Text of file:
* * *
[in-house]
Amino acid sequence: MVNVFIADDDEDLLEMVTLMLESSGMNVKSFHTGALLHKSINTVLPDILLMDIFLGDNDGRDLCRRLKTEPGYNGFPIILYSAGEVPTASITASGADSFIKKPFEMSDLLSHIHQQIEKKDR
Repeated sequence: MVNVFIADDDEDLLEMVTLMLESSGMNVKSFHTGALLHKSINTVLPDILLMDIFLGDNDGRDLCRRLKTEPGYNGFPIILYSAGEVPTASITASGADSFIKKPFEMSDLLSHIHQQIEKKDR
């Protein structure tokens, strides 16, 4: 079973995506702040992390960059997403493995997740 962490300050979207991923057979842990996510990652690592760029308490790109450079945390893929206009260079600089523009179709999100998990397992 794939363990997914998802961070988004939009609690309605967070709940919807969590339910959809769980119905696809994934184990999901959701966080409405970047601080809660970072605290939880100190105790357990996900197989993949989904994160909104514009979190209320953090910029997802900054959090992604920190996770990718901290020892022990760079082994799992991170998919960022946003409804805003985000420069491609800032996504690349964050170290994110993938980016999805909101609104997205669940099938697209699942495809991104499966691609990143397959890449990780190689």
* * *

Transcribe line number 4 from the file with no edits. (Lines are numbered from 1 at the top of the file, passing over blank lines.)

């Protein structure tokens, strides 16, 4: 079973995506702040992390960059997403493995997740 962490300050979207991923057979842990996510990652690592760029308490790109450079945390893929206009260079600089523009179709999100998990397992 794939363990997914998802961070988004939009609690309605967070709940919807969590339910959809769980119905696809994934184990999901959701966080409405970047601080809660970072605290939880100190105790357990996900197989993949989904994160909104514009979190209320953090910029997802900054959090992604920190996770990718901290020892022990760079082994799992991170998919960022946003409804805003985000420069491609800032996504690349964050170290994110993938980016999805909101609104997205669940099938697209699942495809991104499966691609990143397959890449990780190689």